This is Part 2 (see Part 1) of an examination of Dr. David J. Lull, Professor of New Testament at Wartburg Theological Seminary series of lectures in January 2010 titled, "Preaching Lent and Easter."
The following are quotes from Dr. Lull's lectures -
"For the Son of Man came not to be served but to serve, and to give his life a ransom [lytron] for many (Mk 10.45) - The term 'many' is not restrictive, as if it meant 'to give his life as a ‘ransom’ for some but not all'; rather, it is equivalent to 'all': 'to give his life as a ‘ransom’ for all.' And we know that 'all means all': not just Christians, or believers, or good people, but all people." (pages 6-7)
"We need to pause a moment to consider another reason why I’m skipping over the important ecumenical discussion of 'the doctrine of justification.' I have come to believe that, as important as that Reformation doctrine is, along with the partial rapprochement between Lutherans and Roman Catholics on that doctrine—to which the Methodists have added their affirmation—that doctrine’s vision of salvation is too limited. It isn’t big enough to encompass those who are sinned against: the innocent poor, especially the poorest among the poor; the innocent victims of violence in their homes, communities; innocent victims of war; innocent
victims of genetic malfunctions and disease; innocent victims of ordinary accidents; and innocent creatures who are victims of ecological injustice. The list could go on. These innocent victims do not need forgiveness for their plight!" (page 3-4)
"God’s salvation is for 'all.' The problem is that Paul wrote that 'if you confess with your lips that Jesus is Lord and believe in your heart that God raised him from the dead, you will be saved.' Doesn’t that mean salvation is only for confessing Christians? But Paul also quoted Isa 28.16: 'No one who believes in him [that is, God] will be put to shame.'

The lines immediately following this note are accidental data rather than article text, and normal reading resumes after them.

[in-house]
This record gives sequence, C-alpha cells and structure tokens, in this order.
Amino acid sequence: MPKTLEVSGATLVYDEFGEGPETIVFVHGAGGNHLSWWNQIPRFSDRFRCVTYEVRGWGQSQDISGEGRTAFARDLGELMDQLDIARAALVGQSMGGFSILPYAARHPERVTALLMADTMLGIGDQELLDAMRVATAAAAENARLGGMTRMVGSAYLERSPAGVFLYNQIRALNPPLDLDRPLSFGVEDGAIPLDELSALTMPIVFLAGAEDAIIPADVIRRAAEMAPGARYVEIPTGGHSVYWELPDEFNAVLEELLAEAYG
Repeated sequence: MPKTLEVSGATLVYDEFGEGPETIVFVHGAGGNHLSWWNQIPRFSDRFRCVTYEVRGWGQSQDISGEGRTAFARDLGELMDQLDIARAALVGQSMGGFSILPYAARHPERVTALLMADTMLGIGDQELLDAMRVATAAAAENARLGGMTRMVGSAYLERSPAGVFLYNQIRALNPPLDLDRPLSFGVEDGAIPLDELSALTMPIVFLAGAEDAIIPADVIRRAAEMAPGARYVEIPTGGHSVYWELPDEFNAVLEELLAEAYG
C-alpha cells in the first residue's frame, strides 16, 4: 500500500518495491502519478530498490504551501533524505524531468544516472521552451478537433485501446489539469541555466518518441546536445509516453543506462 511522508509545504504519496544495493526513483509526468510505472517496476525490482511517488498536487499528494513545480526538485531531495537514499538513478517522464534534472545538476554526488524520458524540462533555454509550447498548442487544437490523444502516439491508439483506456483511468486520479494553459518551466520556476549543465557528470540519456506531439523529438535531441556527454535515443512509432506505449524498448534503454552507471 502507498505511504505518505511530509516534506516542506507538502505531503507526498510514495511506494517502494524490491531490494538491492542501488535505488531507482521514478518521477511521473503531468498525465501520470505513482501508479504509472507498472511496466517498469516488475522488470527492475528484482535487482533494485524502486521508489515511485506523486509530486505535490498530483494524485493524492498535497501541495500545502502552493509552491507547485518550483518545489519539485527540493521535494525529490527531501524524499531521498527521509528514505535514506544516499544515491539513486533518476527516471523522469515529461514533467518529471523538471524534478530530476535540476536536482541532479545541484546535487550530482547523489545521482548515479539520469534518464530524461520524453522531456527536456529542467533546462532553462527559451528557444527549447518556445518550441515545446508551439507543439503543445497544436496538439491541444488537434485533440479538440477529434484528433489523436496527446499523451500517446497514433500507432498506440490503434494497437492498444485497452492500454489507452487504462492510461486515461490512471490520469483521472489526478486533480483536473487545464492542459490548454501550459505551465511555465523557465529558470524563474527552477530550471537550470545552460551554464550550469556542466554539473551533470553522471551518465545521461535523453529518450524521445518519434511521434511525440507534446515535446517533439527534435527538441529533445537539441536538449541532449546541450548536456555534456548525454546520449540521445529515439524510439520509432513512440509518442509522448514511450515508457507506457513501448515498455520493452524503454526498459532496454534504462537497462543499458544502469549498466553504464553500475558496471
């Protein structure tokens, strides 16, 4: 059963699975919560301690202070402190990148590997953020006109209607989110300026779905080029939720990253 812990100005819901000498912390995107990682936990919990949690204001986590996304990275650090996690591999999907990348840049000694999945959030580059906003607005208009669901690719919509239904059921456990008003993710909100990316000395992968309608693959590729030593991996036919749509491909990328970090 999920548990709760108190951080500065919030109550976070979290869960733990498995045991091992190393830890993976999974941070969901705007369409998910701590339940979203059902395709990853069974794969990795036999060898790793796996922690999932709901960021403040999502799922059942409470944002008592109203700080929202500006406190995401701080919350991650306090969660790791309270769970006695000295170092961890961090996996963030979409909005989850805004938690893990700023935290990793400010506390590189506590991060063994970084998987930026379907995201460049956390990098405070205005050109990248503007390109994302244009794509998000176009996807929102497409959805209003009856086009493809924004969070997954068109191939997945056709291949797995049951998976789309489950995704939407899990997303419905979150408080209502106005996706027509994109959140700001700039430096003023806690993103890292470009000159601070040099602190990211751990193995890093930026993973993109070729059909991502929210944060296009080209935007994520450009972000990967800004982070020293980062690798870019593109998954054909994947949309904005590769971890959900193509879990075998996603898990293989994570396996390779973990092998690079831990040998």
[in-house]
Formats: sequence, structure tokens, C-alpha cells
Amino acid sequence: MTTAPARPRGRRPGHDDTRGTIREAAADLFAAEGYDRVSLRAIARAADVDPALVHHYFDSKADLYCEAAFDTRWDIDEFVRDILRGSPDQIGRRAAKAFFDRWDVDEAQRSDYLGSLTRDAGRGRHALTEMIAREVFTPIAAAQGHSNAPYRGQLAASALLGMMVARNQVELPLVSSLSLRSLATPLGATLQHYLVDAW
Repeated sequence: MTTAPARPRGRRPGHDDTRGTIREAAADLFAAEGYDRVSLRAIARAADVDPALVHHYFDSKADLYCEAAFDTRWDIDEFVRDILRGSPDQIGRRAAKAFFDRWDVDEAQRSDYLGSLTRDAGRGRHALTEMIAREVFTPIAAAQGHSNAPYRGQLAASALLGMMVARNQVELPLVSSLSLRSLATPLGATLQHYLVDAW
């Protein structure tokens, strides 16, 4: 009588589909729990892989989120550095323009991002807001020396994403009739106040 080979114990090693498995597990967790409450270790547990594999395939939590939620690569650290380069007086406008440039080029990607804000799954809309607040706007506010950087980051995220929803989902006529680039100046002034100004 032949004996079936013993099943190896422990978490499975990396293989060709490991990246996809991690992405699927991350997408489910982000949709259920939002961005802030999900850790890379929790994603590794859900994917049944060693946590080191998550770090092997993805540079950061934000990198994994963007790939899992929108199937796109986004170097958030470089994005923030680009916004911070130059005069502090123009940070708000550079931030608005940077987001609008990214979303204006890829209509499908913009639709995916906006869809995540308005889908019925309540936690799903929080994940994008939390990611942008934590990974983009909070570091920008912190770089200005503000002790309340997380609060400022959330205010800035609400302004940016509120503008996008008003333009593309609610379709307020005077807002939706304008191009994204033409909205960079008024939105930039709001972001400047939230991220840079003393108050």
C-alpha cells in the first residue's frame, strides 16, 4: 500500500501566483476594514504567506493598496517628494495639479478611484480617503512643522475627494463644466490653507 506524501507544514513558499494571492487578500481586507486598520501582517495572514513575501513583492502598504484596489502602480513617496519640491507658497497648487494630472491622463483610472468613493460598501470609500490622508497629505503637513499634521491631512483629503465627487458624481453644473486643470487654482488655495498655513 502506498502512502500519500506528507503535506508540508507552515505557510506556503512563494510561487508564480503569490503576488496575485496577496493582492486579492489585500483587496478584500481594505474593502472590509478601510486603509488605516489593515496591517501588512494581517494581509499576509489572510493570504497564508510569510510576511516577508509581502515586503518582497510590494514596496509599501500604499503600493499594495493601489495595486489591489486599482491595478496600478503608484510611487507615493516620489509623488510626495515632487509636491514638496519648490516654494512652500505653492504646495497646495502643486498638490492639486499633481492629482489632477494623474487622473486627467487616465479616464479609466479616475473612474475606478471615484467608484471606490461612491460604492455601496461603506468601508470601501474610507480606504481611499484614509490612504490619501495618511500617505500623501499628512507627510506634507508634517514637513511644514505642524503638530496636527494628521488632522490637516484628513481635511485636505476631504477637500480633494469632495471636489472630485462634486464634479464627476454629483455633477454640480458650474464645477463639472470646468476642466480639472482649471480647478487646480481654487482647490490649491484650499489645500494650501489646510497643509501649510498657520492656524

And Joel 2.32: 'Everyone who calls on the name of the Lord [that is, God] shall be saved.' Also, remember that this section of Romans begins with 'the righteousness that
comes from faith says…' (Rom 10.6). For Paul, a monotheistic Jew, that means faith in God." (page 12)
"Jesus did not have to die as a condition of God’s forgiveness of sins. Mark knew that Jesus knew that God had always forgiven the sins of “many/all,” and that God would keep on forgiving their sins." (page 9)
Dr. Lull teaches the future pastors of the ELCA, and has been for many years. If the students believe this teaching of universal salvation then when they are pastors they will not be telling anyone about the truth of salvation in Jesus Christ. The lost will remain lost, just as the devil wants.